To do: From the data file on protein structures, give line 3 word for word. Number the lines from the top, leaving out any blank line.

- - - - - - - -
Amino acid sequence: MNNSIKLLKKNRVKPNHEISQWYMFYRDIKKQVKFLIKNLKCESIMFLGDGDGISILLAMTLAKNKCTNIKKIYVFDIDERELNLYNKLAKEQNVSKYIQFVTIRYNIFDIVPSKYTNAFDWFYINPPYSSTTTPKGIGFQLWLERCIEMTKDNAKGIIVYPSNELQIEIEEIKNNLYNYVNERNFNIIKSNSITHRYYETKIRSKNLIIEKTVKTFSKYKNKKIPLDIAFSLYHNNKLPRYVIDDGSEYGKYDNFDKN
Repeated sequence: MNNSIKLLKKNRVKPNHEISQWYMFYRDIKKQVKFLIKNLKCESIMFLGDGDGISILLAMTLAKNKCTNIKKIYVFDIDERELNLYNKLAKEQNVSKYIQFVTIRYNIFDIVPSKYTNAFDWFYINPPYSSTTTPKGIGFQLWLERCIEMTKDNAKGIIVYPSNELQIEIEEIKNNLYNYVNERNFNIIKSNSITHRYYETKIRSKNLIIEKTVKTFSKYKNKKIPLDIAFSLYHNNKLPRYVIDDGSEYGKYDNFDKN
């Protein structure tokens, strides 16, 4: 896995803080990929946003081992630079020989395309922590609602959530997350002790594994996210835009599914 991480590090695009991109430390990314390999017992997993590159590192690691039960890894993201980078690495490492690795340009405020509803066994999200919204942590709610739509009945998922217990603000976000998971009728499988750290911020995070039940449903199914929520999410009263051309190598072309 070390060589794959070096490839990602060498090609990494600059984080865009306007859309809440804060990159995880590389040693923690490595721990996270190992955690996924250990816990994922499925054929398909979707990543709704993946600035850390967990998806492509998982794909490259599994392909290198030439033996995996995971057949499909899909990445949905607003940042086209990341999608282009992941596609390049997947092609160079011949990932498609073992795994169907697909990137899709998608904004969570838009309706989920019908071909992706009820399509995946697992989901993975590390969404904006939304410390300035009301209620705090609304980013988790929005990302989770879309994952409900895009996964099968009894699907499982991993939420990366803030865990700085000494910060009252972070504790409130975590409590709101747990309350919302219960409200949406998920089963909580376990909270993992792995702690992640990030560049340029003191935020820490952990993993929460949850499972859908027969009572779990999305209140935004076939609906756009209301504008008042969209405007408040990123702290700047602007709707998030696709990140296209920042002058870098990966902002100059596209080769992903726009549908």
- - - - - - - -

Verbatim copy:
């Protein structure tokens, strides 16, 4: 896995803080990929946003081992630079020989395309922590609602959530997350002790594994996210835009599914 991480590090695009991109430390990314390999017992997993590159590192690691039960890894993201980078690495490492690795340009405020509803066994999200919204942590709610739509009945998922217990603000976000998971009728499988750290911020995070039940449903199914929520999410009263051309190598072309 070390060589794959070096490839990602060498090609990494600059984080865009306007859309809440804060990159995880590389040693923690490595721990996270190992955690996924250990816990994922499925054929398909979707990543709704993946600035850390967990998806492509998982794909490259599994392909290198030439033996995996995971057949499909899909990445949905607003940042086209990341999608282009992941596609390049997947092609160079011949990932498609073992795994169907697909990137899709998608904004969570838009309706989920019908071909992706009820399509995946697992989901993975590390969404904006939304410390300035009301209620705090609304980013988790929005990302989770879309994952409900895009996964099968009894699907499982991993939420990366803030865990700085000494910060009252972070504790409130975590409590709101747990309350919302219960409200949406998920089963909580376990909270993992792995702690992640990030560049340029003191935020820490952990993993929460949850499972859908027969009572779990999305209140935004076939609906756009209301504008008042969209405007408040990123702290700047602007709707998030696709990140296209920042002058870098990966902002100059596209080769992903726009549908």